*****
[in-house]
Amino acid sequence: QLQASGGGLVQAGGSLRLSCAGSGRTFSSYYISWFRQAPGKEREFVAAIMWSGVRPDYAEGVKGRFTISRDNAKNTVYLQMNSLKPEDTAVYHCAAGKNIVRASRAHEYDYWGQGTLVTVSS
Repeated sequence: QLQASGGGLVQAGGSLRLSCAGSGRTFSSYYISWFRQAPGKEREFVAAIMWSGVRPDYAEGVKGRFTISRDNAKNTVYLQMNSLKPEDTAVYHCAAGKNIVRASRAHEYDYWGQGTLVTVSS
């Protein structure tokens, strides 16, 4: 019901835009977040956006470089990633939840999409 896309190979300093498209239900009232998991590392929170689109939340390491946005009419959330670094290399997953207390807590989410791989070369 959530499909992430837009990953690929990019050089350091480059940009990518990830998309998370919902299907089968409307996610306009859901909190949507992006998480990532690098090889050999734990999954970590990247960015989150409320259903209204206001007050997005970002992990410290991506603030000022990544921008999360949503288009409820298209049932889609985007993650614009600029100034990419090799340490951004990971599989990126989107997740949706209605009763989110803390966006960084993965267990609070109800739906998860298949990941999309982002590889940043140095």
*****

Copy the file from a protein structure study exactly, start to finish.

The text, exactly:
[in-house]
Amino acid sequence: QLQASGGGLVQAGGSLRLSCAGSGRTFSSYYISWFRQAPGKEREFVAAIMWSGVRPDYAEGVKGRFTISRDNAKNTVYLQMNSLKPEDTAVYHCAAGKNIVRASRAHEYDYWGQGTLVTVSS
Repeated sequence: QLQASGGGLVQAGGSLRLSCAGSGRTFSSYYISWFRQAPGKEREFVAAIMWSGVRPDYAEGVKGRFTISRDNAKNTVYLQMNSLKPEDTAVYHCAAGKNIVRASRAHEYDYWGQGTLVTVSS
């Protein structure tokens, strides 16, 4: 019901835009977040956006470089990633939840999409 896309190979300093498209239900009232998991590392929170689109939340390491946005009419959330670094290399997953207390807590989410791989070369 959530499909992430837009990953690929990019050089350091480059940009990518990830998309998370919902299907089968409307996610306009859901909190949507992006998480990532690098090889050999734990999954970590990247960015989150409320259903209204206001007050997005970002992990410290991506603030000022990544921008999360949503288009409820298209049932889609985007993650614009600029100034990419090799340490951004990971599989990126989107997740949706209605009763989110803390966006960084993965267990609070109800739906998860298949990941999309982002590889940043140095």